Bill to make losing party bear cost of litigation approved

Thu, January 19, 2017

ISLAMABAD: The National Assembly Standing Committee on Law and Justice on Wednesday approved ‘The Cost of Litigation Bill, 2017,’ according to which the losing side in a court case will be paying the cost of the case and a fine of Rs5,000 per hearing will be imposed on the party which gets an adjournment.

Chairman of the National Assembly Standing Committee on Law and Justice Mahmood Bashir Virk said the amount of the fine should be reduced to Rs2,000 which members of the law division agreed with.

However, Pakistan Tehreek-i-Insaf MNA Mohammad Ali said that if an individual gets sick or has a family emergency and is not able to attend the hearing, the law should not be harsh and should have allowances for such situations and for waiving the fine.

To this, representatives of the law division said that in developed countries, people ensure they attend court hearings even if they are on the death bed.

The party which gets adjournments will be fined, law minister says law will not be initially applicable on government

Mr Ali said Pakistan is not a developed country and was bound to have some differences with developed countries.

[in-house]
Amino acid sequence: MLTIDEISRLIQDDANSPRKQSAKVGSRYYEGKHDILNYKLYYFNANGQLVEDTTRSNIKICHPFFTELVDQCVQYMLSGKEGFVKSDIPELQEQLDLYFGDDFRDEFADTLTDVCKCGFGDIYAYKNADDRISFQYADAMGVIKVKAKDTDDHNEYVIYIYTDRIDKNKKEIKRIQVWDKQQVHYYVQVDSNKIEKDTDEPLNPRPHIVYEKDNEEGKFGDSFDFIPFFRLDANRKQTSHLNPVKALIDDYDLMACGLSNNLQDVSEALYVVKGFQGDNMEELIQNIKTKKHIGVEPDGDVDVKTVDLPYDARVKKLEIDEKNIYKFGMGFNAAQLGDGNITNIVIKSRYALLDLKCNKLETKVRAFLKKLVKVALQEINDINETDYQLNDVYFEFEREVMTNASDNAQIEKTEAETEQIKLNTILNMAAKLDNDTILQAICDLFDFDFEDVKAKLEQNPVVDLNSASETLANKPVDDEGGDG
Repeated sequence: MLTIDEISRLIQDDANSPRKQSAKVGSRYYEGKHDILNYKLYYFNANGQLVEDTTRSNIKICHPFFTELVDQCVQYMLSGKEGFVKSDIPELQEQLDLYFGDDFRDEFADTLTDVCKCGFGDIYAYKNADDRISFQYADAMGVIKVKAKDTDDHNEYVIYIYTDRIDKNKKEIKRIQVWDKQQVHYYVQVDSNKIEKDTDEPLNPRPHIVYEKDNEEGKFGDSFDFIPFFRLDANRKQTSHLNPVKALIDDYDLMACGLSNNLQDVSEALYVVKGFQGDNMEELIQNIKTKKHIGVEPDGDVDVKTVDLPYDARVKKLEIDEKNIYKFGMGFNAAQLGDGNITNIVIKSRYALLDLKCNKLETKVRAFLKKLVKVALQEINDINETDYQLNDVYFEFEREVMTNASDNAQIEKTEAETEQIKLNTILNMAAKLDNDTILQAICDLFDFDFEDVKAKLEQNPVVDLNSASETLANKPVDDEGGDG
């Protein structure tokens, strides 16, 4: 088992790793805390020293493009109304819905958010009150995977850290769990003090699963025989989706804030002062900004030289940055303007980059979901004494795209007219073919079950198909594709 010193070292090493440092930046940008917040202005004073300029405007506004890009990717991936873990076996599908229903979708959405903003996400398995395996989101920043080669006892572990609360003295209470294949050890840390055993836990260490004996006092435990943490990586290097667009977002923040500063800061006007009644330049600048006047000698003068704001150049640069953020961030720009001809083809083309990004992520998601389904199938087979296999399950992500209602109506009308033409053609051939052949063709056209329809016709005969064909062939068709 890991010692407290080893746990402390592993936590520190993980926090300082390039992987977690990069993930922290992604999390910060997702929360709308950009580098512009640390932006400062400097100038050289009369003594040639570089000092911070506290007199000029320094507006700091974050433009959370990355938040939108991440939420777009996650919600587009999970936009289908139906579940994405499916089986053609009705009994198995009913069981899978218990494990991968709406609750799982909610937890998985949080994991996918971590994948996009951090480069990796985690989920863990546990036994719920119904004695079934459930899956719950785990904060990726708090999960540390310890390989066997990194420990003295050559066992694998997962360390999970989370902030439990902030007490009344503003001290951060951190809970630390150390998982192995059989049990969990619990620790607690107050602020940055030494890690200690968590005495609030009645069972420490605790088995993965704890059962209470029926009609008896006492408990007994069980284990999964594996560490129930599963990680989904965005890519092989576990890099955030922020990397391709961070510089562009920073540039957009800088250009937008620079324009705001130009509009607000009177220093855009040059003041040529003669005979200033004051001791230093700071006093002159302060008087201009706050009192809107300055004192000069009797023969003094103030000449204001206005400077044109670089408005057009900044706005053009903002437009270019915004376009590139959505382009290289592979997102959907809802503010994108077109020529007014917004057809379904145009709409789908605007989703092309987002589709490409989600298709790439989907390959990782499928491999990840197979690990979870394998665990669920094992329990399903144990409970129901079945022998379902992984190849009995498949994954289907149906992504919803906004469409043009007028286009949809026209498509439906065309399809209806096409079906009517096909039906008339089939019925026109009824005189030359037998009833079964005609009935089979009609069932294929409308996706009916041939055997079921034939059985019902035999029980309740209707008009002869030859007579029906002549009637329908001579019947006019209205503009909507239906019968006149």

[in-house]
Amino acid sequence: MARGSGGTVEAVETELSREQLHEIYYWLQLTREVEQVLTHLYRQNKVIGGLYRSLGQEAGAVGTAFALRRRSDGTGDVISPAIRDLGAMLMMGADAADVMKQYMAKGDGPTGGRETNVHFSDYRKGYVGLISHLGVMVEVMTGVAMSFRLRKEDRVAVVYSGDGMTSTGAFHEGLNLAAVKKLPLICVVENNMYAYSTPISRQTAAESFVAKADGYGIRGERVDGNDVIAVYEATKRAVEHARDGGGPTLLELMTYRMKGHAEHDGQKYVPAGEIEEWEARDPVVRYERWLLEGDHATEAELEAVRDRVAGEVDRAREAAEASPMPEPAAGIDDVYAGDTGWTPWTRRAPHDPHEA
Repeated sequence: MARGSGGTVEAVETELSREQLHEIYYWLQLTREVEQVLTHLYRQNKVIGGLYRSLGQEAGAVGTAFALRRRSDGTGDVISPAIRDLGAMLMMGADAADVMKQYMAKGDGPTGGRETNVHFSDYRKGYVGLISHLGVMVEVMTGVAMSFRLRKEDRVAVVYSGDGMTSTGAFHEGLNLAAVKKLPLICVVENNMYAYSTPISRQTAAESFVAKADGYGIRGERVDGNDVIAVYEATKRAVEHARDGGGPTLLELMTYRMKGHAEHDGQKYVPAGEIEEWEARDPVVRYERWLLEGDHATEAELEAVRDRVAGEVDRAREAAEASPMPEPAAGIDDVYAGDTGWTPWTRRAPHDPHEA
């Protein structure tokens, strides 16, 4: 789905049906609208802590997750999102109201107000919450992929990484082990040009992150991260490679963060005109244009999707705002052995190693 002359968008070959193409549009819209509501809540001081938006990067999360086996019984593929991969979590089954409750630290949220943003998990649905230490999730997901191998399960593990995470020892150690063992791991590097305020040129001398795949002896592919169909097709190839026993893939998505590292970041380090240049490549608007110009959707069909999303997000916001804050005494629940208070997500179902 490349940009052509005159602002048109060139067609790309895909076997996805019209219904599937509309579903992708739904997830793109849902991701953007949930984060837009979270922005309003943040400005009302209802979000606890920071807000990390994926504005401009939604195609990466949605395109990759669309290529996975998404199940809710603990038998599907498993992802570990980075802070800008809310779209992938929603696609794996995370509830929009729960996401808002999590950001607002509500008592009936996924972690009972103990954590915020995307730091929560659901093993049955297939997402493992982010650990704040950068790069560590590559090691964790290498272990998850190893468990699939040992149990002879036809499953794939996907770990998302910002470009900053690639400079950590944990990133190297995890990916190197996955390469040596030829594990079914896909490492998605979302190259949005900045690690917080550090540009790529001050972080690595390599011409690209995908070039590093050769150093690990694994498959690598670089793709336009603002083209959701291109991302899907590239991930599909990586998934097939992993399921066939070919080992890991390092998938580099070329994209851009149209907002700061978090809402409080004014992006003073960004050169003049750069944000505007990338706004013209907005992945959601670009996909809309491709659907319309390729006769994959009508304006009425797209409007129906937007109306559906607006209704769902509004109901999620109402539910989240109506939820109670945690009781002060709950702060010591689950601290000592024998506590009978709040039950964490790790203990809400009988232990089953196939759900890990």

The committee then decided that the court will have a onetime right to waive the fine, which it was decided will be Rs5,000. There is a trend in Pakistan for people to obtain stay orders and then try to prolong the case by getting adjournments.

In most cases defendants do not show up to hearings to ensure that the case is delayed and some cases have been going on for years.

“Many false cases, including criminal cases, are filed each year, which is why the bill was introduced. Deciding the cost of the case will be at the court’s discretion,” said Minister of Law and Justice Zahid Hamid, adding that the same law is followed in the UK.

But the government and its various departments also take adjournments and the same rule should be applied on the government as well, said PPP legislator Syed Naveed Qamar.

Since the government takes out adjournments as well, the law should be drafted by the high courts and not the government, said Muttahida Qaumi Movement’s Iqbal.

However, Mr Hamid said it will be difficult to apply the law on the government and suggested that it should first be applied to cases between private parties and that it will later be considered if it should be applied on government departments as well.

The law minister explained that the law will be made in consultation with the Islamabad High Court as it will only be implemented in Islamabad first and later extended to the provinces if provincial assemblies pass the resolution.

He explained that under Article 144, a law can be enforced across the country if a provincial assembly passes a bill which has also been passed by parliament.

Published in Dawn, January 19th, 2017

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